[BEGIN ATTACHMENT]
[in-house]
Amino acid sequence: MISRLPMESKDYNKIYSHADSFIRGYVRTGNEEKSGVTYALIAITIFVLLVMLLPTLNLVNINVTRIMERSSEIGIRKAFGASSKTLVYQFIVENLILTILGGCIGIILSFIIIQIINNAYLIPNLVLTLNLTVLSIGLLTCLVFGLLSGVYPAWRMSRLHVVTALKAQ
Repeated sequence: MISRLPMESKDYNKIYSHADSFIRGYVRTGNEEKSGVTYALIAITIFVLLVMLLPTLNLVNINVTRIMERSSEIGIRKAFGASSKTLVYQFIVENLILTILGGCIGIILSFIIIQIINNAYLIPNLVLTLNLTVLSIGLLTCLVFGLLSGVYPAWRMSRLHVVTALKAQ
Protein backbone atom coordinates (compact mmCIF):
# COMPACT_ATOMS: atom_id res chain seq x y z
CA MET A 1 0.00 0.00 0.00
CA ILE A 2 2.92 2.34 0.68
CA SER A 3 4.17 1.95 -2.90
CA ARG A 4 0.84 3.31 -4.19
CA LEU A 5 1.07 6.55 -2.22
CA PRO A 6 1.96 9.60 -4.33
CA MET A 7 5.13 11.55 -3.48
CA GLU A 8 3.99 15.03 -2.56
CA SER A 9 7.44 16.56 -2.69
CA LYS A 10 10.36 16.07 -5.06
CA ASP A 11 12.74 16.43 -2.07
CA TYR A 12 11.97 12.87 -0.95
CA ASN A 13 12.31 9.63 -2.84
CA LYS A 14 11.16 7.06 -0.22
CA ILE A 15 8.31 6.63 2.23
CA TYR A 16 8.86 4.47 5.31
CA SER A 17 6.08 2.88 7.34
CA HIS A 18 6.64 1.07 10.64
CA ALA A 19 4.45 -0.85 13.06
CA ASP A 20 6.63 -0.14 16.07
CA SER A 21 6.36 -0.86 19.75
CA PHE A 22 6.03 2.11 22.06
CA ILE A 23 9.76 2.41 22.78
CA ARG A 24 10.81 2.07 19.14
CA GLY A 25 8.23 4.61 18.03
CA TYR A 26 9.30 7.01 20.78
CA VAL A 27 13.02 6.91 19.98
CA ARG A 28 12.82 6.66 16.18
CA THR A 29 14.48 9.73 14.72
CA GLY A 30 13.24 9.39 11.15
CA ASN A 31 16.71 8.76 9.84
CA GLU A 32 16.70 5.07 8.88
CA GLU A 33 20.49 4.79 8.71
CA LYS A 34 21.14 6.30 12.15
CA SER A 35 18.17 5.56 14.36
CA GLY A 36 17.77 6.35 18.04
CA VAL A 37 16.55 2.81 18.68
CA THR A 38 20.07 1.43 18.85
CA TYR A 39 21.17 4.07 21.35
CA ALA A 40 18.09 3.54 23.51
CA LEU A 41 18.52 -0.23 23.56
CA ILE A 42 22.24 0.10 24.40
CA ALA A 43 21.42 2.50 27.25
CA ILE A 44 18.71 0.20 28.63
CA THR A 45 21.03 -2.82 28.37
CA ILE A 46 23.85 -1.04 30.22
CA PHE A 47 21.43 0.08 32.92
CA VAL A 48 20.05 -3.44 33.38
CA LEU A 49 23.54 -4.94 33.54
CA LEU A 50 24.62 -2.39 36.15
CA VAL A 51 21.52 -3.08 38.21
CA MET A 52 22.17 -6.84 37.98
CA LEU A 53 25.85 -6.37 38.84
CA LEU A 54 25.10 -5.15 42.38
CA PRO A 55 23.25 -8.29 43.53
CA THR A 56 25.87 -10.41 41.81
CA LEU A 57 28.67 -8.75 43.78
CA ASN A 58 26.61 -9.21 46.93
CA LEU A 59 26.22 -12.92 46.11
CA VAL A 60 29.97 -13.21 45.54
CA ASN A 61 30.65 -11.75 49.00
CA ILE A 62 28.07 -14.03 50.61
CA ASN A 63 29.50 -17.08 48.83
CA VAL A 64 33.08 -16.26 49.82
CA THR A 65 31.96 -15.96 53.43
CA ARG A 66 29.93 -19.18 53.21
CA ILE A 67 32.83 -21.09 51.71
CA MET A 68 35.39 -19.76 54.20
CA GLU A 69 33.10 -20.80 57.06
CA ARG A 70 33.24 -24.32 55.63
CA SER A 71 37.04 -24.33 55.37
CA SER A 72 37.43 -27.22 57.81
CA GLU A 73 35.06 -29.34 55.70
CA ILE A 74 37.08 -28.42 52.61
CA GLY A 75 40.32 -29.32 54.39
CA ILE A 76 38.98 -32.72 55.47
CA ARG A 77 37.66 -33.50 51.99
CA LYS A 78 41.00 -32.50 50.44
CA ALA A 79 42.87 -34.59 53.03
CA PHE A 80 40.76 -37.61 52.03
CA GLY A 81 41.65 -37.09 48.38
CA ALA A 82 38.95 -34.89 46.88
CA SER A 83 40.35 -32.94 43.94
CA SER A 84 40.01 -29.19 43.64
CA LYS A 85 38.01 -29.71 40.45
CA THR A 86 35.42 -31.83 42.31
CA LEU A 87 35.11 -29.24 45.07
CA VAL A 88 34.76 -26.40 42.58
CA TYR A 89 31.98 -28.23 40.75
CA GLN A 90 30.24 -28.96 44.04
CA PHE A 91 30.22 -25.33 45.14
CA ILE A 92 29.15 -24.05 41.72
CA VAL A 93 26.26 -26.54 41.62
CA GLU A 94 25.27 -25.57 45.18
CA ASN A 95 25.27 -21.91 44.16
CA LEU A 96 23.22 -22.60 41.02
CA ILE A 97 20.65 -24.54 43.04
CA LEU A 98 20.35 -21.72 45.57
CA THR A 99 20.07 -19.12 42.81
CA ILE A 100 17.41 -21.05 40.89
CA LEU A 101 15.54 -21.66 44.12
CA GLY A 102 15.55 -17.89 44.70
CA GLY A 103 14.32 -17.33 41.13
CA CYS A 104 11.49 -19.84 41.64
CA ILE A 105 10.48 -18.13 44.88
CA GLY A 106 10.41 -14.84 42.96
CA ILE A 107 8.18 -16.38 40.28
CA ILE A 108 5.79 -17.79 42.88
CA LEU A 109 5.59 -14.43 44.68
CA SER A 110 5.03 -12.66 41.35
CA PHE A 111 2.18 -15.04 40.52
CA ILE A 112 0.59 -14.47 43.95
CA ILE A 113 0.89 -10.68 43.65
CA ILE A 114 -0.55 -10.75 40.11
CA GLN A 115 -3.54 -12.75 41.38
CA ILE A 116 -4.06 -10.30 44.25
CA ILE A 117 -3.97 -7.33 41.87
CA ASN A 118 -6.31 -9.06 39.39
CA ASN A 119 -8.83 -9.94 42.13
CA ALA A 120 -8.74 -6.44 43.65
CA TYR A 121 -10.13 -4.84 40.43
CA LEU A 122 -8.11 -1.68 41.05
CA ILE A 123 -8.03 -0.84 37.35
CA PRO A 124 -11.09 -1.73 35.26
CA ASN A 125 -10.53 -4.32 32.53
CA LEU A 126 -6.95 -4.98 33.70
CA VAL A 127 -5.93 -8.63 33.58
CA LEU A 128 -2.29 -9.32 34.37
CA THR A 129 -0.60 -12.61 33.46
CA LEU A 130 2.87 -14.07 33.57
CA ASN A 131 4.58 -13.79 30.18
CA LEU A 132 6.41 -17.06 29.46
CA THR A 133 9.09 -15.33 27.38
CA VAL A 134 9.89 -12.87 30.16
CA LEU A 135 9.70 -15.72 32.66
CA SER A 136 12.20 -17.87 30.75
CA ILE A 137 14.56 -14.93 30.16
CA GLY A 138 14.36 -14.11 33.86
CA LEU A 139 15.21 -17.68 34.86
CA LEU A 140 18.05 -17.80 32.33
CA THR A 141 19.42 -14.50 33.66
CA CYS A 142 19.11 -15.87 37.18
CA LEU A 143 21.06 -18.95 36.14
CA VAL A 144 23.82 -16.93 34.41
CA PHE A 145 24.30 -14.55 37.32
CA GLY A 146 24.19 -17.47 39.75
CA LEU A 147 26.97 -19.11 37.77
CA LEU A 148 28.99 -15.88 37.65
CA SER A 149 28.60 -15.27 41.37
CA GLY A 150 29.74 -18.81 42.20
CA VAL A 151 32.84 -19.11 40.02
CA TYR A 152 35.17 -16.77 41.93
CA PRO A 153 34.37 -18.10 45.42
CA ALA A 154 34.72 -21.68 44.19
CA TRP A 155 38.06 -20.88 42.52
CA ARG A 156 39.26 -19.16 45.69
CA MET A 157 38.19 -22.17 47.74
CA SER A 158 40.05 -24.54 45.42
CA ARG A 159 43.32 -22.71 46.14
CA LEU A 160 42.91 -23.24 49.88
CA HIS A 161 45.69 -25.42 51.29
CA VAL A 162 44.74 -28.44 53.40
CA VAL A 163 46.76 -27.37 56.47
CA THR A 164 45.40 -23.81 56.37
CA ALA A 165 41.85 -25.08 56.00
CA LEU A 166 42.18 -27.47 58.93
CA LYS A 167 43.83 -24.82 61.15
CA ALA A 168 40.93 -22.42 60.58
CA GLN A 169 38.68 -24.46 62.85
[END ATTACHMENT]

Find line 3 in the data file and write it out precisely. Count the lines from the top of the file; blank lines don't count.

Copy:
Repeated sequence: MISRLPMESKDYNKIYSHADSFIRGYVRTGNEEKSGVTYALIAITIFVLLVMLLPTLNLVNINVTRIMERSSEIGIRKAFGASSKTLVYQFIVENLILTILGGCIGIILSFIIIQIINNAYLIPNLVLTLNLTVLSIGLLTCLVFGLLSGVYPAWRMSRLHVVTALKAQ